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EC-130H Compass Call

An EC-130H Compass Call flies a training mission over Lake Mead, Ariz. Compass Call is the designation for a modified version of the C-130 Hercules aircraft configured to perform tactical command, control and communications countermeasures. Specifically, the modified aircraft uses noise jamming to prevent communication or degrade the transfer of information essential to command and control of weapon systems and other resources. Modifications to the aircraft include an electronic countermeasures system, air refueling capability and associated navigation and communications systems. (U.S. Air Force photo)

An EC-130H Compass Call flies a training mission over Lake Mead, Ariz. Compass Call is the designation for a modified version of the C-130 Hercules aircraft configured to perform tactical command, control and communications countermeasures. Specifically, the modified aircraft uses noise jamming to prevent communication or degrade the transfer of information essential to command and control of weapon systems and other resources. Modifications to the aircraft include an electronic countermeasures system, air refueling capability and associated navigation and communications systems. (U.S. Air Force photo)

FILE PHOTO -- Compass Call is the designation for a modified version of Lockheed corporation's EC-130H Hercules aircraft configured to perform tactical command, control and communications countermeasures. Specifically, the modified aircraft uses noise jamming to prevent communication or degrade the transfer of information essential to command and control of weapon systems and other resources. It primarily supports tactical air operations but also can provide jamming support to ground force operations. Modifications to the aircraft include an electronic countermeasures system, air refueling capability and associated navigation and communications systems. (U.S. Air Force Photo)

FILE PHOTO -- Compass Call is the designation for a modified version of Lockheed corporation's EC-130H Hercules aircraft configured to perform tactical command, control and communications countermeasures. Specifically, the modified aircraft uses noise jamming to prevent communication or degrade the transfer of information essential to command and control of weapon systems and other resources. It primarily supports tactical air operations but also can provide jamming support to ground force operations. Modifications to the aircraft include an electronic countermeasures system, air refueling capability and associated navigation and communications systems. (U.S. Air Force Photo)

OPERATION IRAQI FREEDOM -- An EC-130H Compass Call, assigned to the 398th Air Expeditionary Group, takes off from a forward deployed operating base located in the Mediterranean region in support of Operation Iraqi Freedom. Operation Iraqi Freedom is the multinational coalition effort to liberate the Iraqi people, eliminate Iraq's weapons of mass destruction and end the regime of Saddam Hussein. (U.S. Air Force photo by Tech Sgt. Robert J. Horstman)

OPERATION IRAQI FREEDOM -- An EC-130H Compass Call, assigned to the 398th Air Expeditionary Group, takes off from a forward deployed operating base located in the Mediterranean region in support of Operation Iraqi Freedom. Operation Iraqi Freedom is the multinational coalition effort to liberate the Iraqi people, eliminate Iraq's weapons of mass destruction and end the regime of Saddam Hussein. (U.S. Air Force photo by Tech Sgt. Robert J. Horstman)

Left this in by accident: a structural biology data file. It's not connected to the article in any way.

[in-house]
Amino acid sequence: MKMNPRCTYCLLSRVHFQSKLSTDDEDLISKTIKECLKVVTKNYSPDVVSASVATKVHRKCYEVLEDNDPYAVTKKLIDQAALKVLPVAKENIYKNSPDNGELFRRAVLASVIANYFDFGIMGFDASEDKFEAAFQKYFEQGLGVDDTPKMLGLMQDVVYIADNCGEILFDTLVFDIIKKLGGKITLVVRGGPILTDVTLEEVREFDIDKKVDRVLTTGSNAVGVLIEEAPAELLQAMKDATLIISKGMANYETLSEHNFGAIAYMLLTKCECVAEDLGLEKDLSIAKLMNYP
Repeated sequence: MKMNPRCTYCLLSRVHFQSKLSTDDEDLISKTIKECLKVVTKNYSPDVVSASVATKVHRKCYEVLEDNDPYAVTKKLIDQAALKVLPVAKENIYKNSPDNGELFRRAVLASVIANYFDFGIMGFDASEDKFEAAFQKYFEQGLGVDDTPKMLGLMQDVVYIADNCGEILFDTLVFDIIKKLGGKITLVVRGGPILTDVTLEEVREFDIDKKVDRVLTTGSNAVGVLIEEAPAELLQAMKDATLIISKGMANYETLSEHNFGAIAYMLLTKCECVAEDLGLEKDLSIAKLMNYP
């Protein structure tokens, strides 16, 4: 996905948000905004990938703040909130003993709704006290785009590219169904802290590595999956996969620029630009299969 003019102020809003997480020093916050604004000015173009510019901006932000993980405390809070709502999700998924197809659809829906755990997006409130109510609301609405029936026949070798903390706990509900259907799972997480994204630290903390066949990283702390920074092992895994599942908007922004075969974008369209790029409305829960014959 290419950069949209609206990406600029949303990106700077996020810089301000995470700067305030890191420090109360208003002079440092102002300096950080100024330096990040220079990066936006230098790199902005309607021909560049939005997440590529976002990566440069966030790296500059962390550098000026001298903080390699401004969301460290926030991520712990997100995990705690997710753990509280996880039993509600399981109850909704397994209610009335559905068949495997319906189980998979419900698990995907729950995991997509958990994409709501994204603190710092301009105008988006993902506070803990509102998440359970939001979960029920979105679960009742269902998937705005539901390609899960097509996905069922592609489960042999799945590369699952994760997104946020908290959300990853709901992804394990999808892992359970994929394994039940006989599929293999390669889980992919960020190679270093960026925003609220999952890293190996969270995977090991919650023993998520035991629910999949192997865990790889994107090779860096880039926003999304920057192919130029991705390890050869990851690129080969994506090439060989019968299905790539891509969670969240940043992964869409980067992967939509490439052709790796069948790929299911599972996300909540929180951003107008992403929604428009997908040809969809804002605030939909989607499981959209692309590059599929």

ANDREWS AIR FORCE BASE, Md. - An Air Combat Command Compass Call aircraft was on display here March 31.  The aircraft is a C-130 Hercules modified and configured to perform tactical information warfare.  (U.S. Air Force photo by Bobby Jones)

ANDREWS AIR FORCE BASE, Md. - An Air Combat Command Compass Call aircraft was on display here March 31. The aircraft is a C-130 Hercules modified and configured to perform tactical information warfare. (U.S. Air Force photo by Bobby Jones)

Maintainers at Bagram Air Base, Afghanistan, stand by as the aircrew starts the engines on an EC-130H Compass Call's. The aircraft is assigned to the 41st Expeditionary Electronic Combat Squadron. The Compass Call is an airborne tactical weapon system used to deny, degrade and disrupt the enemy's ability to communicate.  Since April 2004, 41st EECS EC-130s have flown more than 700 combat sorties supporting ground forces in Operation Enduring Freedom.  (U.S. Air Force photo/Capt. James H. Cunningham)

Maintainers at Bagram Air Base, Afghanistan, stand by as the aircrew starts the engines on an EC-130H Compass Call's. The aircraft is assigned to the 41st Expeditionary Electronic Combat Squadron. The Compass Call is an airborne tactical weapon system used to deny, degrade and disrupt the enemy's ability to communicate. Since April 2004, 41st EECS EC-130s have flown more than 700 combat sorties supporting ground forces in Operation Enduring Freedom. (U.S. Air Force photo/Capt. James H. Cunningham)

Mission
The EC-130H Compass Call is an airborne tactical weapon system using a heavily modified version of the C-130 Hercules airframe. The system disrupts enemy command and control communications and limits adversary coordination essential for enemy force management. The Compass Call system employs offensive counter-information and electronic attack (or EA) capabilities in support of U.S. and Coalition tactical air, surface, and special operations forces. The EC-130H, EA-6B or EA-18G, and F-16CJ, form the Suppression of Enemy Air Defense (SEAD) triad. Programmed upgrades have expanded its mission by procuring a secondary EA capability against early warning and acquisition radars. The EC-130H continuously tests new capabilities and tactics to respond to emerging threats and requests from combatant commanders.

Background